The world of North Dakota politics, in the current moment, is one in which Republicans can't get along, and Democrats can't win. A faction of the North Dakota Republican Party, deeply aligned with former President Donald Trump, has launched a largely unsuccessful campaign to take over the state party. Yet though they've fallen short, their actions at local district meetings, including censuring sitting Republican lawmakers, have roiled the NDGOP. Meanwhile, the North Dakota Democratic-NPL has chosen more leadership for a party that hasn't won much of anything for going on three decades. Can the NDGOP's political dominance survive this fraught and divisive moment? Can the Democratic-NPL overcome the toxicity of its brand to take advantage of Republican infighting? Chad Oban, a former executive director of the Democratic-NPL, joins this episode of Plain Talk to discuss.
Should the State of North Dakota invest Legacy Fund dollars in a theme park venture in Jamestown?
The proponents of the Buffalo City Park want the State Investment Board to approve a $60 million investment for the proposal.
Lt. Governor Brent Sanford chairs the State Investment Board, and he joins this episode of Plain Talk Live to discuss the amusement park proposal as well as new legislation directing more Legacy Fund investments into North Dakota projects and startups.
Rob and Jay talk about the impact of expanded unemployment benefits on our economy. People aren't going back to work, and why would they when they can make the equivalent of $15.00 per hour staying at home?
Is recreational marijuana inevitable in North Dakota? The Biden administration announced a loan forgiveness program for farmers, but not white farmers. Is that fair? A Wahpeton school teacher has been suspended after a classroom discussion about George Floyd and the Derek Chauvin trial outraged students (or, perhaps more accurately, their parents). Rob Port and Jay Thomas, talk radio host for WDAY AM970 in Fargo, discuss these topics and others.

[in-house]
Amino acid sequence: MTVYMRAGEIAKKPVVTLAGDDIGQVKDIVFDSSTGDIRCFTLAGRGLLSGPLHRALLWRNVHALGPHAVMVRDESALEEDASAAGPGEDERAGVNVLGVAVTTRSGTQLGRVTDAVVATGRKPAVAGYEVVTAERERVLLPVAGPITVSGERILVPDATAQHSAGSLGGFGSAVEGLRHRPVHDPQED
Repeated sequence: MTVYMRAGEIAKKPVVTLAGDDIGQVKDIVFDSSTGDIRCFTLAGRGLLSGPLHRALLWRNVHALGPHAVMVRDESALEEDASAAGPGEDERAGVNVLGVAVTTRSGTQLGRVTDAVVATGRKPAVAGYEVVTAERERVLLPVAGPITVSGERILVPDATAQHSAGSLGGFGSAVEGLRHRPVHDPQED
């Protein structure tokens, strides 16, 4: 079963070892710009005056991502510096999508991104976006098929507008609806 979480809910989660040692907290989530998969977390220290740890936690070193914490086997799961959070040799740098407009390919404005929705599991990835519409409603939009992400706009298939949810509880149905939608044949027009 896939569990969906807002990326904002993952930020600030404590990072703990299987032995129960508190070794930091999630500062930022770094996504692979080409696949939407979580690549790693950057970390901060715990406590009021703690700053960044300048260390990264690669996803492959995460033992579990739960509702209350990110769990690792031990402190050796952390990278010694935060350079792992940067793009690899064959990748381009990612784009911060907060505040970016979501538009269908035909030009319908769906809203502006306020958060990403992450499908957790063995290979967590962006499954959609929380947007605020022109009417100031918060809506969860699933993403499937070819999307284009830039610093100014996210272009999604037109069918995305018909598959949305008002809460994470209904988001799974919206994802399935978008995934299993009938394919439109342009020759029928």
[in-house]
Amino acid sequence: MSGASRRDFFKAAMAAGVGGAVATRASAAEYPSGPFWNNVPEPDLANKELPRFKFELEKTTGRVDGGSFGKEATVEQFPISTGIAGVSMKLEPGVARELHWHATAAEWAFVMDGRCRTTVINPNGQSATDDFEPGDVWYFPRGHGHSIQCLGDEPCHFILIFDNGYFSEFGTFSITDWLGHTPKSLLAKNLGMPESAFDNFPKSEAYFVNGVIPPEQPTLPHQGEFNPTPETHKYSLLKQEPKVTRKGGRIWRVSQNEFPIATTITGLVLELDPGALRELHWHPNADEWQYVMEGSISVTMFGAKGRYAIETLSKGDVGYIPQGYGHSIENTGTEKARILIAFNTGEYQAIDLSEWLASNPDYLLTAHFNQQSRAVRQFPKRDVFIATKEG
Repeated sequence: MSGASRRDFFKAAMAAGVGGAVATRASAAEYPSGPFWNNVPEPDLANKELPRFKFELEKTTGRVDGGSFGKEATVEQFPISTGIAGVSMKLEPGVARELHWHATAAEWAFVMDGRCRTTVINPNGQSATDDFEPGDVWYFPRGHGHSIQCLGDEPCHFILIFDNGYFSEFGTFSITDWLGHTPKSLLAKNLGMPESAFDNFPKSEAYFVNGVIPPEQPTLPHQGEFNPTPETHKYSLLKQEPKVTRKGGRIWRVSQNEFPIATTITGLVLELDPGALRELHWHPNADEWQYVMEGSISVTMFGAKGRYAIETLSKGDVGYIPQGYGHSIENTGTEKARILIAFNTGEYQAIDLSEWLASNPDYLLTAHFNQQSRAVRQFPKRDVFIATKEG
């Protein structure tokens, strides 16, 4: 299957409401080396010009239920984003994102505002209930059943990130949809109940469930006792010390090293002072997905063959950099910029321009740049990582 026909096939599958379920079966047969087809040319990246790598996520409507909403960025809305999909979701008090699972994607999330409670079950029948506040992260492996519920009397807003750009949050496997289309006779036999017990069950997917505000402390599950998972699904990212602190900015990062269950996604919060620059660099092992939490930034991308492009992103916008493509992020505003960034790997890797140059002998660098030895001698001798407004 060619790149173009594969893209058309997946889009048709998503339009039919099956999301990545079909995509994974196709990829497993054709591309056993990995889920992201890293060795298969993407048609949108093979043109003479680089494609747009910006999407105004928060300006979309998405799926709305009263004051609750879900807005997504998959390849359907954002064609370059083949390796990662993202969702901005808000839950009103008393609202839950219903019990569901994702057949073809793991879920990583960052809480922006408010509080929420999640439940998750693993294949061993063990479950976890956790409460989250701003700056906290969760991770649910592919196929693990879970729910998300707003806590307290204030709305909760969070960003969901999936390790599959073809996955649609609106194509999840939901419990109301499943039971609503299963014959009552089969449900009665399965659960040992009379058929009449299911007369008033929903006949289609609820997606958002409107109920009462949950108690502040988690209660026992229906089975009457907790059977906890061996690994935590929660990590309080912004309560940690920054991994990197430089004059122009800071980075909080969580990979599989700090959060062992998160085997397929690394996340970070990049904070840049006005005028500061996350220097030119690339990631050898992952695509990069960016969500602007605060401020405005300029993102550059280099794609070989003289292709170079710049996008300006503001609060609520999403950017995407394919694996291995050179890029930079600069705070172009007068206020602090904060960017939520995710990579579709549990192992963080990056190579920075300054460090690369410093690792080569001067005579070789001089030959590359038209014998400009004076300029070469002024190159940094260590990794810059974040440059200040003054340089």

Rail shipments are hugely important to North Dakota's economy. Framers and ranchers depend on the railroad infrastructure to bring their crops and livestock to market. The state's manufacturers receive shipments of raw materials, and send out finished products, by rail. The energy industry, too, depends on rail.
The fraught political debate over pipeline infrastructure has often squeezed the capacity available for North Dakota's oil fields. Rail is a flexible, if not optimal, way to get petroleum to market. Given this importance, shouldn't rail safety be paramount for North Dakota's leaders?
After a few firey and explosive derailments of oil-by-rail shipments created a new narrative for anti-oil activists to pounce on, Public Service Commissioner Julie Fedorchak, a Republican, sought funding from the Legislature to begin a state-run rail inspection program.
The federal bureaucracy is typically in charge of that, but their coverage leaves much to be desired. State inspectors help them cover more rail. But some of North Dakota's lawmakers, even as they've funded the rail inspection program, have been hostile to it.
Some of them would rather leave it to the federal government. Others resent the modest cost, which currently stands at just $600,000 for the two-year budget cycle. Every time the program is funded, a sunset provision is put in.
Fedorchak joins this episode of Plain Talk to talk about the success of the rail inspection program, and the fight to keep it funded.
Plain Talk is a podcast hosted by blogger and columnist Rob Port focusing on political news and current events in North Dakota. Host Rob Port writes SayAnythingBlog.com, North Dakota’s most popular and influential political blog, and is a columnist for the Forum News Service published in papers including the Fargo Forum, Grand Forks Herald, Jamestown Sun, Minot Daily News, and the Dickinson Press.